6. American Association of State Highway and Transportation Officials. Standard Method of Test, "Resistance to Abrasion of Small Size Coarse Aggregate by Use of the Los Angeles Machine," AASHTO Designation: T96-83, Part II Tests, 14th Edition, 1986.

  7. NSA 181-14. Processed Blast Furnace Slag, The All Purpose Construction Aggregate, National Slag Association, Alexandria, Virginia.

  8. ASA/RTA. A Guide to the Use of Slag in Roads, Australian Slag Association and Roads and Traffic Authority of NSW, New South Wales, Australia, 1993.

  9. Ryell, J., T. J. Corkill, and C. R. Musgrove, "Skid Resistance of Bituminous Pavement Test Sections: Toronto By Pass Project," Transportation Research Record No. 712, Transportation Research Board, Washington, DC. 1979.

  10. Heaton, B. S., N. Kamel, N., and J. J. Emery. "Asphalt Pavement Skid Resistance Predictive Models," Australian Road Research Board Proceedings, 1978.

  11. American Association of State Highway and Transportation Officials. Standard Method of Test, "Accelerated Polishing of Aggregates Using the British Wheel," AASHTO Designation: T279-83, Part II Tests, 14th Edition, 1986.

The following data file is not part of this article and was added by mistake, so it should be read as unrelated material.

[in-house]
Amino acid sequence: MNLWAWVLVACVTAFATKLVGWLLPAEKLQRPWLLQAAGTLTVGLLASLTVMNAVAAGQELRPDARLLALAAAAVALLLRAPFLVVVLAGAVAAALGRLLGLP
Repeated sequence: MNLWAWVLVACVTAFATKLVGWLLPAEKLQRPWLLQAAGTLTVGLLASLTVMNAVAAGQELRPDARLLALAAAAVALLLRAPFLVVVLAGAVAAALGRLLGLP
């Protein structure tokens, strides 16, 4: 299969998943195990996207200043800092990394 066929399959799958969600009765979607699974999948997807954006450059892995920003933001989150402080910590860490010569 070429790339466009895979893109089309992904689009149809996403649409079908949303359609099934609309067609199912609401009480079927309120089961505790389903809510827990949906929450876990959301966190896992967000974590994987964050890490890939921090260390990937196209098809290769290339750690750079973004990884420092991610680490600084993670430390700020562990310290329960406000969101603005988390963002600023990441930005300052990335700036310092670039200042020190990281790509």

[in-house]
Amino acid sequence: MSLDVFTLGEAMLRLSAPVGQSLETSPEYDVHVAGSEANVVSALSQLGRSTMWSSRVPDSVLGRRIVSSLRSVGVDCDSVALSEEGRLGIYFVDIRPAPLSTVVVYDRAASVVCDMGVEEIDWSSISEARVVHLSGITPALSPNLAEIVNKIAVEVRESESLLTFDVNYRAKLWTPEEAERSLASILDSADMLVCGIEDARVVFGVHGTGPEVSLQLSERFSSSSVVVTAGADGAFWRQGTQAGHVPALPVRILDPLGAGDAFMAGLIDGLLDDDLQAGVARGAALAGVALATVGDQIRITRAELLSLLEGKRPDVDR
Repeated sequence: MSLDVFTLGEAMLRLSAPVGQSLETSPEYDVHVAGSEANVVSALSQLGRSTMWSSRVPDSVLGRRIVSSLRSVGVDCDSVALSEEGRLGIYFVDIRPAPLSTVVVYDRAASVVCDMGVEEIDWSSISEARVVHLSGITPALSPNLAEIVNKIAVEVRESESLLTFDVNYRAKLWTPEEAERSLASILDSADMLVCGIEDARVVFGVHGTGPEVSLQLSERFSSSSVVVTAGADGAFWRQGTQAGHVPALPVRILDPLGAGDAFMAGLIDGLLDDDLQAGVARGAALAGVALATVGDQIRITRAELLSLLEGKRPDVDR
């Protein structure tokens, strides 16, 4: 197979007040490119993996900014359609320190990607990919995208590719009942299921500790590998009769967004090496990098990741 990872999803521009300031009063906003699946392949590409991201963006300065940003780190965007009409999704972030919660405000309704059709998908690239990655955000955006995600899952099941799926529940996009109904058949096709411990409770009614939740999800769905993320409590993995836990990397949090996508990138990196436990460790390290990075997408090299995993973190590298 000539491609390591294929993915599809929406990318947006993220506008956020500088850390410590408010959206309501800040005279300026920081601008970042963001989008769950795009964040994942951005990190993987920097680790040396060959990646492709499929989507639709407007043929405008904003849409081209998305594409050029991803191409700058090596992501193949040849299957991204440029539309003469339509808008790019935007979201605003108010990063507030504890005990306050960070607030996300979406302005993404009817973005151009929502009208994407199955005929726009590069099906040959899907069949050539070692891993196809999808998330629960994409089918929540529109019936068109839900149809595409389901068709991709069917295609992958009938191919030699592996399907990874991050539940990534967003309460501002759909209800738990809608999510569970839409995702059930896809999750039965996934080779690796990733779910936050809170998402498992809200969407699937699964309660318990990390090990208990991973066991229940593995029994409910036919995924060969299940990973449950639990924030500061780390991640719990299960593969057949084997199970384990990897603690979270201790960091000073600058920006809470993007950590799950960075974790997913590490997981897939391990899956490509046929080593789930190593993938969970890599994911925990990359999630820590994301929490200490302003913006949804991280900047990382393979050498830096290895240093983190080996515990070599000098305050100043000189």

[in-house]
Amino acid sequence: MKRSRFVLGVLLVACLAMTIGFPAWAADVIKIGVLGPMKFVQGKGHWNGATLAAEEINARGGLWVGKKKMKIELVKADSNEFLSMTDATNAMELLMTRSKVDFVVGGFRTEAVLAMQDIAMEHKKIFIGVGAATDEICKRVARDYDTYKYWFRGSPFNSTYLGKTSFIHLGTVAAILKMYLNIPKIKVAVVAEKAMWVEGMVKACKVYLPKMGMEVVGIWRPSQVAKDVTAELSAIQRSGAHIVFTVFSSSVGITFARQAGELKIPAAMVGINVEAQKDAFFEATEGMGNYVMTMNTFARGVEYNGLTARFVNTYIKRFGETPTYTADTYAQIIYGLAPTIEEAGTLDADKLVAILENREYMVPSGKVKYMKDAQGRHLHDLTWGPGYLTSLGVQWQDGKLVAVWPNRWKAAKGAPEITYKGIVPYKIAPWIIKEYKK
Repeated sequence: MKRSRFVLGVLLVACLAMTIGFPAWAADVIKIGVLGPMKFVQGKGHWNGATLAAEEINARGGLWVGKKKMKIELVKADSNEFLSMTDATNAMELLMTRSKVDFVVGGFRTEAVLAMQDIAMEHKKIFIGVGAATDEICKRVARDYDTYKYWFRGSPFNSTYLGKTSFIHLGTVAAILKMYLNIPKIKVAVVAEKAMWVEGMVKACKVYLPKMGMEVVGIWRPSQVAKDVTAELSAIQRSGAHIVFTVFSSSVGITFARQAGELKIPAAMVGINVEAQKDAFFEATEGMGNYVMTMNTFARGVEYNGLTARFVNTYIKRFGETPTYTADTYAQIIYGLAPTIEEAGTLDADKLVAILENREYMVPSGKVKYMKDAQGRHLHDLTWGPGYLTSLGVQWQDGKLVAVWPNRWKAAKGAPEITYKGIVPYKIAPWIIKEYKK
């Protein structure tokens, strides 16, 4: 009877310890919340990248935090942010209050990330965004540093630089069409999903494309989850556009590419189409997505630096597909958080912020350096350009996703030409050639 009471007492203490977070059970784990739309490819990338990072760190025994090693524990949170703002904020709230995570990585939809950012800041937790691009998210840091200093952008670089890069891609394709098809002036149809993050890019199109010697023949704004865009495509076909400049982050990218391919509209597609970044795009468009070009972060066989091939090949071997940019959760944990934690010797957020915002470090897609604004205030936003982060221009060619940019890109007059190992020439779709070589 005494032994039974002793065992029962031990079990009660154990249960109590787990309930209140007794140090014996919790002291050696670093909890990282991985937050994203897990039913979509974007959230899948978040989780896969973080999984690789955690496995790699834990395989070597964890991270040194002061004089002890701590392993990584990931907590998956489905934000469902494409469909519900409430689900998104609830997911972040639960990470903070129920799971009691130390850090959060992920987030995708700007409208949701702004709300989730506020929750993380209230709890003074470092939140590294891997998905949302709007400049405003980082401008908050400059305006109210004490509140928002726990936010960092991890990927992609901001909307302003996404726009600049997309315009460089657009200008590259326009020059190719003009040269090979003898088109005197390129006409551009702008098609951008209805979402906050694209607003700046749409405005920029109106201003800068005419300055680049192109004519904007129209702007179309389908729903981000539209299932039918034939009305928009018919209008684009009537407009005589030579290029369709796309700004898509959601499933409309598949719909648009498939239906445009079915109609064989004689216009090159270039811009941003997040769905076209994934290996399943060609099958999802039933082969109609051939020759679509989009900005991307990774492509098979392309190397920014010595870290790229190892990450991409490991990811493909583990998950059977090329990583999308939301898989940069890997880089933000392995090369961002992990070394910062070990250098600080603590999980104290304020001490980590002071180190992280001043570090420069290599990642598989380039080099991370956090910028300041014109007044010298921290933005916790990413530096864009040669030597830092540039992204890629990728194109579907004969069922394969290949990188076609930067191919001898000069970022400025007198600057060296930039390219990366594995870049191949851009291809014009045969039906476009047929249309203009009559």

12. Emery, J. J., "Slag Utilization in Pavement Construction," Extending Aggregate Resources. ASTM Special Technical Publication 774, American Society for Testing and Materials, 1982, pp. 95-118.

  13. American Association of State Highway and Transportation Officials. Standard Method of Test, "Sampling Bituminous Paving Mixtures," AASHTO Designation: T168-82, Part II Tests, 14th Edition, 1986.

  14. American Society for Testing and Materials. Standard Specification D2726-96, "Bulk Specific Gravity and Density of non-Absorptive Compacted Bituminous Mixtures," Annual Book of ASTM Standards, Volume 04.03, ASTM, West Conshohocken, Pennsylvania, 1996.

  15. American Society for Testing and Materials. Standard Specification D2950-96, "Density of Bituminous Concrete in Place by Nuclear Methods," Annual Book of ASTM Standards, Volume 04.03, ASTM, West Conshohocken, Pennsylvania, 1996.